Legislative support and advocacy
Dynamic society tolerant of change
Economically-based funding limitations
Not enough exposure
Lack of country-wide advocacy
Growing base of supporters
Growing tolerance of LGBT population needs
Growth of HRC membership
Opposition in Washington
Traditional societal-based beliefs on morality
Lack in needed funding
VII. Strategies to Address the Issues
Strategies that will most effectively address these issues include planning for growth of the organization through volunteer and internship opportunities, inviting celebrity advocacy and organizational partnerships to drive the growth of the organization and to provide ti with the necessary economical prowess to procure advocates and to send these advocates to Washington for lobbying efforts on the issues that are most relevant to the mission, values, and mandates of the Human Rights Campaign Organization. It is clear that the goals of the Human Rights Campaign are somewhat less than clear since according to the work of Davis (2013) The Human Rights Campaign's message is a good one that in the past has been stated with clarity however, political pressures has resulted in the weakening of this message recently with members of the group urging others to 'soften' or effectively weaken their message about equal rights for LGBT individuals. However, this tactic appears to be demoralizing to members of the group and to have the appearance of giving in to political and social pressures. However, it must be understood that the methods pursued by the Human Rights Campaign in the States of Alabama and California would be considerably different due to the population in which these campaigns will be pursued. While California is no stranger to the LGBT population, the State of Alabama is immersed in the traditional societal and moralistic belief paradigm concerning the LGBT community. Much is needed in the way of research so that the information presented to the population in the State of Alabama will be able to develop an understanding of the LGBT community from a human point-of-view and to assist this population in understanding that the equal right to 'choose' does not mean that the LGBT population has literally chosen to be either gay, lesbian, bi-sexual or transgender but that the choice they have made is to be open about who they inherently and unavoidably are a human being existing in the same world as heterosexuals. There is a dearth of medically based and psychologically-based research that can be used to inform populations in state such as Alabama where the moralistic thought code has yet to be challenged by factual and educational information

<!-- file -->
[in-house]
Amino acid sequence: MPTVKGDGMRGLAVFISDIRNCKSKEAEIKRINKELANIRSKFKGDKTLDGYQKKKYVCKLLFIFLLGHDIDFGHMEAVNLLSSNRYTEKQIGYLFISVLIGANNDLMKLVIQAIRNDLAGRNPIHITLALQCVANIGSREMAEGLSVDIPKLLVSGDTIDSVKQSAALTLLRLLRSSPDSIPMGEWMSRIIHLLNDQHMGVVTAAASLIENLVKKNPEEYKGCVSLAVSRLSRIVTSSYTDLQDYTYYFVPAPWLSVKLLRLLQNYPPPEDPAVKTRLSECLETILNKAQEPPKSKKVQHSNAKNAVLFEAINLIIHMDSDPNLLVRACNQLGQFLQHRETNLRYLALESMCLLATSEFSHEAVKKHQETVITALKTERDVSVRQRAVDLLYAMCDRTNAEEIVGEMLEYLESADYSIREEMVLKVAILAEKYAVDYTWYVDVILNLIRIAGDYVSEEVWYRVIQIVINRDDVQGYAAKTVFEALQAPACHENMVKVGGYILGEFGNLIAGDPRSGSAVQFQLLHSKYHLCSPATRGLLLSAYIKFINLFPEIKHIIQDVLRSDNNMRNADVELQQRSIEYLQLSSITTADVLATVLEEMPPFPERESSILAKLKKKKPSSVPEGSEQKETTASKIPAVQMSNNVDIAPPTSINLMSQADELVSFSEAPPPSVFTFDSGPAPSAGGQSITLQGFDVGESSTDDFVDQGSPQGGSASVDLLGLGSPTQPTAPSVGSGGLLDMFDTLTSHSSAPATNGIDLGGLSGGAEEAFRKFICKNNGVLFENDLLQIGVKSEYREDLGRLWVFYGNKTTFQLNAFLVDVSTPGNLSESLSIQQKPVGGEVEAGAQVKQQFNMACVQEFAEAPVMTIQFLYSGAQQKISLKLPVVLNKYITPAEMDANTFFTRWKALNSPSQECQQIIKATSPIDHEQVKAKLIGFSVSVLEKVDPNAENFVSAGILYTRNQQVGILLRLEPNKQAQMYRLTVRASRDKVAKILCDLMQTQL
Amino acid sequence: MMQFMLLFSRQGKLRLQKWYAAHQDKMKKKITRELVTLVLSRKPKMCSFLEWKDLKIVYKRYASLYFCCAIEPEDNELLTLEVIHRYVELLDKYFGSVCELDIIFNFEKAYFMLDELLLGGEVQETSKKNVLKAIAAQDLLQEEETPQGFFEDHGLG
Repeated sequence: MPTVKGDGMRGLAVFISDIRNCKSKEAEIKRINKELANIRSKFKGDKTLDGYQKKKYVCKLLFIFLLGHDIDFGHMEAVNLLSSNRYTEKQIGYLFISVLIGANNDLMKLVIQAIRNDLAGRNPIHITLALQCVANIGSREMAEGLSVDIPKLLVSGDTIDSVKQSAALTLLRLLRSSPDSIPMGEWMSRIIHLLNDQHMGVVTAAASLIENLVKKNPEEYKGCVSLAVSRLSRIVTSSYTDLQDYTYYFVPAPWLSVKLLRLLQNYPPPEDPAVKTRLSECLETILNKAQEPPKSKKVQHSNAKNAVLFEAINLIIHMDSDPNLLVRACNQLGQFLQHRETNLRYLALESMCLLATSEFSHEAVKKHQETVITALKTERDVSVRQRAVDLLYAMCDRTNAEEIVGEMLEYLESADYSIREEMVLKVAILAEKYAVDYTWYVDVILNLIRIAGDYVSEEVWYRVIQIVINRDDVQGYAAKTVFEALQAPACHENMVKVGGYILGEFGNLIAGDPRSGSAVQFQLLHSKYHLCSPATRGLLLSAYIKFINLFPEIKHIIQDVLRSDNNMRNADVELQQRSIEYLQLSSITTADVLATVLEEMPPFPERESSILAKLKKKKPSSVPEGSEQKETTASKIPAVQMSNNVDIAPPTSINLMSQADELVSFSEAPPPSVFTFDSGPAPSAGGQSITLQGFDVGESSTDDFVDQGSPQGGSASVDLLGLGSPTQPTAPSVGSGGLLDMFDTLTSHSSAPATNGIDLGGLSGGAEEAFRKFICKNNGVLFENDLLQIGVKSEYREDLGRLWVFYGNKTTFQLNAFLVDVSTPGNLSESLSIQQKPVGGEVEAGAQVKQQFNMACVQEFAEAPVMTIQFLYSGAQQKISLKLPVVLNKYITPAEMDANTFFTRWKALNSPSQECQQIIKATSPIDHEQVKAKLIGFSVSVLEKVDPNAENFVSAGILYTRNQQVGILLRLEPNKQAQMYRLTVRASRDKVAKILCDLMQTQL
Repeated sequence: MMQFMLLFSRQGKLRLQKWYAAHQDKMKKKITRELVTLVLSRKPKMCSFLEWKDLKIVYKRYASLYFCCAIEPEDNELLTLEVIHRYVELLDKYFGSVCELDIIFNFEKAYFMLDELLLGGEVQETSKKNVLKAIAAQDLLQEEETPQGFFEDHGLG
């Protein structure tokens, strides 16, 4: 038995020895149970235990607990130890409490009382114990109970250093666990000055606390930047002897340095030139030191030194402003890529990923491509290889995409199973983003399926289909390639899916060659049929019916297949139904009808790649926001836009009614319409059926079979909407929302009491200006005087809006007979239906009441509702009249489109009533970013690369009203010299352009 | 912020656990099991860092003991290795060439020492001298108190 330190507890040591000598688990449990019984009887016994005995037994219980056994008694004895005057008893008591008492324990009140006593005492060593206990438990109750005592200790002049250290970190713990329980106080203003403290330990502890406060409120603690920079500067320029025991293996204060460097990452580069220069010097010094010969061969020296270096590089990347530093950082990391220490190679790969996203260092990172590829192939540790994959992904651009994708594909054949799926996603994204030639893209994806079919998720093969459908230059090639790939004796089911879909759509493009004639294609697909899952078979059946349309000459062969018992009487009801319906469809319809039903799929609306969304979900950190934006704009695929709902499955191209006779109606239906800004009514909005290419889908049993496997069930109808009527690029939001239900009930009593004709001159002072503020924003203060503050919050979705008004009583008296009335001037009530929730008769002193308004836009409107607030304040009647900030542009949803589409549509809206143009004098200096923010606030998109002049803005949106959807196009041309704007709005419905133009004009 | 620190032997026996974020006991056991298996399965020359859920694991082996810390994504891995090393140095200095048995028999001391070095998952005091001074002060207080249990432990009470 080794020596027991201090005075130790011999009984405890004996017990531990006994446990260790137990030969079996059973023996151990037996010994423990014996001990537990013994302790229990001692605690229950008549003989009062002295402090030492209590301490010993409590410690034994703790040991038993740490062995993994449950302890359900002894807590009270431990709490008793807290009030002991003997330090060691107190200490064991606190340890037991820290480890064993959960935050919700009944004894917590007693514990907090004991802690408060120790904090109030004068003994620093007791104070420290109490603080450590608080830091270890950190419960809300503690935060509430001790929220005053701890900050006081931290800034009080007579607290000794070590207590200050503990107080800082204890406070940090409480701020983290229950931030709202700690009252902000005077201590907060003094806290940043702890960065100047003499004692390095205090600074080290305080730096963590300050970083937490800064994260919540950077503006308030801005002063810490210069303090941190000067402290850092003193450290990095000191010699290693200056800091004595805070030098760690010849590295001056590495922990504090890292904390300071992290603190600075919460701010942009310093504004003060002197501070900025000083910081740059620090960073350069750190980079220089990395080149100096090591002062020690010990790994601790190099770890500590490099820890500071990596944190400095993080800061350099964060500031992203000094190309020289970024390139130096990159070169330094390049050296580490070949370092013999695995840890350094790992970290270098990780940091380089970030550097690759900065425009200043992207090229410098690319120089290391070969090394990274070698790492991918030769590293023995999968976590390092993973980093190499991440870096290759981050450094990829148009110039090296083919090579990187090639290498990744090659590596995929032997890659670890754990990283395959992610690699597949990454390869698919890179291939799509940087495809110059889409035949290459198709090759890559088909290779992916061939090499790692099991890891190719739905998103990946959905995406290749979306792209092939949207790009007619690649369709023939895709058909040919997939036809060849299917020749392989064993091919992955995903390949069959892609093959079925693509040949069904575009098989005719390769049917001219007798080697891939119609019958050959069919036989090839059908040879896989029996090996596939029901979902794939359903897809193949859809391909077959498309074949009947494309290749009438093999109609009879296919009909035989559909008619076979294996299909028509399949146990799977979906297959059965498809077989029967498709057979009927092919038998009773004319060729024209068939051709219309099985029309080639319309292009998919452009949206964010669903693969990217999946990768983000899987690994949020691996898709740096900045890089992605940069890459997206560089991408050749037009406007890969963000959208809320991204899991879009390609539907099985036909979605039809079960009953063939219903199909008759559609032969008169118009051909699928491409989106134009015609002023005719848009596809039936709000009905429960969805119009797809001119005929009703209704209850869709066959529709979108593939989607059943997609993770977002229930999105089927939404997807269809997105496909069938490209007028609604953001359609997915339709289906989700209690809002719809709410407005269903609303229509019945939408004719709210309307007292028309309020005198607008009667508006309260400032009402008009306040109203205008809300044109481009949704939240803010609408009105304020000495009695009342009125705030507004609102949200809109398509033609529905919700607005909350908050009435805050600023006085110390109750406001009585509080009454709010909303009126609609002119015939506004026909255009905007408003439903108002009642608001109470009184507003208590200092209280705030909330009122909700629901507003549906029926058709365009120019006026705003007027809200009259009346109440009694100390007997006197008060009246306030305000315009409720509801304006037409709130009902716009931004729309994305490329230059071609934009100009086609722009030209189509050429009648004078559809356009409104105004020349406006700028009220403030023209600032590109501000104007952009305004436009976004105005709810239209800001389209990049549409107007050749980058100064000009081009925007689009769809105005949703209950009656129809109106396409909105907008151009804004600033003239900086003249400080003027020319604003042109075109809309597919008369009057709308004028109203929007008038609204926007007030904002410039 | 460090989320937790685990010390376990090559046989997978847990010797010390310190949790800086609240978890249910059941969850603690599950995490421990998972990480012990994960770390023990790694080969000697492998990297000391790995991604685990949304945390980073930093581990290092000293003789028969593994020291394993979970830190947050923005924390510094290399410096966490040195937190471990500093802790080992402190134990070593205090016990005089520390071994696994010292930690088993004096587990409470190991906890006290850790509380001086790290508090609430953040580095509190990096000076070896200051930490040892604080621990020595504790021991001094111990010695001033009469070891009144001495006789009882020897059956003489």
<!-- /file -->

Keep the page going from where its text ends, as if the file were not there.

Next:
VIII. Adopting the Strategic Plan
The plan to be used in gaining an official decision to adopt and proceed with the strategic plan will include a research report on the demographic…